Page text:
It is far more complex to use the data build tool (dbt), than to set up the connector on the Fivetran UI. The macros in the package require some configuration to accurately map formula fields to destination tables.
Another problem is that Fivetran’s SQL translation capabilities are limited. For example, SOQL has a few functions that it cannot translate. It’s also not possible to include global variables in views. At the time of writing, there is quite a lot that Fivetran cannot handle and since our business case heavily relies on things that fall outside the limitations, we had to support Fivetran’s connector with a custom solution.
3. Handle Salesforce formula fields without Fivetran
Before we started any kind of implementation, we considered two very different options. One was to translate the SOQL queries themselves manually to Standard SQL, and the other was to create a data pipeline that imports the changes. Both alternatives have their pros and cons.
Most of our formulas were simple; translating them would have been quick and easy, but this solution was still not able to handle changing Salesforce global variables. Not to mention that whenever the administrators in Salesforce changed the formulas, we would have had to also mirror that change with manual maintenance of our translations.
We decided to implement an Airflow pipeline to import the Salesforce formula field values every day, since this solution is more robust and requires less maintenance. We already had Airflow instances and 24 hours of data freshness was acceptable. At first we ran into timeouts from the Salesforce REST API, but the Bulk API was able to handle this volume of data without a hiccup.
The pipeline first queried the Salesforce REST API for every entity available to the Fivetran user. Then it selected all the formula fields and checked on the Bulk API if their values had changed in the last 24 hours. The intermediate results landed in Google Cloud Storage in new line delimited JSON format. In the next step they were imported into our BigQuery salesforce_formula table.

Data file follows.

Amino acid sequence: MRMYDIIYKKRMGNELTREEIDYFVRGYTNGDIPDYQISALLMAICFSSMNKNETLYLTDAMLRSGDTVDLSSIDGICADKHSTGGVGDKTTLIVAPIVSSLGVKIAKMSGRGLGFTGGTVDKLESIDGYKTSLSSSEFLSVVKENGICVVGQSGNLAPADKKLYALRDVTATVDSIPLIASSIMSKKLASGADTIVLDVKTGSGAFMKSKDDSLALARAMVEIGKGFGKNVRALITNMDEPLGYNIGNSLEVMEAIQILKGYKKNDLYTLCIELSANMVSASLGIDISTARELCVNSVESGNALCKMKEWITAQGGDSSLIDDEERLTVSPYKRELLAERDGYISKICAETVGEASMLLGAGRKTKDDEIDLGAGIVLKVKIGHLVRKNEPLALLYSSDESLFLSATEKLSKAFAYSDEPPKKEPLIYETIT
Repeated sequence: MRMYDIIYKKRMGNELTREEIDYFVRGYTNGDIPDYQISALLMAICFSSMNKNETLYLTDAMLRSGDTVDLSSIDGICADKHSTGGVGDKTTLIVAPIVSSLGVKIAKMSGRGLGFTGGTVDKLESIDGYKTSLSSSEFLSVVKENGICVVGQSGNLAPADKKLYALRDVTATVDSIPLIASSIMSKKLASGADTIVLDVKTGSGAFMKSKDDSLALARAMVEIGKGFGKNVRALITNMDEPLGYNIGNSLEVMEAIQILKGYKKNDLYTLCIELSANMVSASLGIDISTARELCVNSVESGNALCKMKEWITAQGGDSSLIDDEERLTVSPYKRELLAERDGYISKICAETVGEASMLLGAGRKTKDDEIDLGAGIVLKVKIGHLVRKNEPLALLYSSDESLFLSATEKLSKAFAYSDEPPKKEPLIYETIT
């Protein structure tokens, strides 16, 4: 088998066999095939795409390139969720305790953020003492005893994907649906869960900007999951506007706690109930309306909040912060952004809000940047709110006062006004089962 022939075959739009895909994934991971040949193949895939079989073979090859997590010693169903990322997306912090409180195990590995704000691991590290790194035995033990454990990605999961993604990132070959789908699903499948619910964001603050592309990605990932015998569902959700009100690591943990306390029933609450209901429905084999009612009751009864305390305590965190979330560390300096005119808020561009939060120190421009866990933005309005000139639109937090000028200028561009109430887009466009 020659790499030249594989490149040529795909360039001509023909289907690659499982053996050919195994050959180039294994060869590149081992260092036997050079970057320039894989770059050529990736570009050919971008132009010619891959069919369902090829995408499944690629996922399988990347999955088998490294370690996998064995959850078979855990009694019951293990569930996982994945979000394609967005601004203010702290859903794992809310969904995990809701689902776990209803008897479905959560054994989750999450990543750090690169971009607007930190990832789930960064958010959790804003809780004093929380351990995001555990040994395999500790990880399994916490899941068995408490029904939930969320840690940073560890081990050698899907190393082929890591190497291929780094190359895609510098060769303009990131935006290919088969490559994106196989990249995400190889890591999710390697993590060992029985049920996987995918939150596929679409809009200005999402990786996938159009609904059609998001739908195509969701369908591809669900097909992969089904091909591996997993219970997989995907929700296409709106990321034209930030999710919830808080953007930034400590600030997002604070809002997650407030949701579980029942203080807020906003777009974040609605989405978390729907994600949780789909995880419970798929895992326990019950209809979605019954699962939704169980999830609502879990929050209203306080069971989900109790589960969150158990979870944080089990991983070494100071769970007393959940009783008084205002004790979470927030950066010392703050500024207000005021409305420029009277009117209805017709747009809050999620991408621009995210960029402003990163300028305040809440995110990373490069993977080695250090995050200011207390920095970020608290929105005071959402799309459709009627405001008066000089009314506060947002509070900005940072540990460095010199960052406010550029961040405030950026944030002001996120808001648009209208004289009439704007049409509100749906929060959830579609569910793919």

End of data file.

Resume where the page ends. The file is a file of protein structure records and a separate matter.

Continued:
The final result contained the Salesforce entity name, the entity id, the formula field name, a timestamp, and the most recent value. We used this table to generate views, where we joined the tables imported by Fivetran to the salesforce_formula on the entity id and we selected all the fields from Fivetran and the most recent values from the formula table.
Final thoughts on Salesforce formula fields imports
We explored three possible ways to extract and load Salesforce formula fields.
The first option was to contact Fivetran support and enable formula field syncing, then reimport all the data whenever the data integrity issues became unbearable. This solution is trivial to implement, but if the data freshness requirement is high, and the data volume is huge, there is a good chance that the Fivetran jobs will timeout, use up quotas, or not finish on time.
Instead of this, Fivetran recommends using its SOQL translations in the fivetran_formula system table to generate views in your target database using the Core dbt Salesforce Utils package. This solution is maintainable and efficient, but Fivetran is sadly not able to translate every formula.
If you absolutely have to import formulas that Fivetran cannot translate, then it is also possible to support Fivetran’s solution with one of your own, where you create an Airflow pipeline that extracts the changed formula values from Salesforce and loads them into your choice of sink.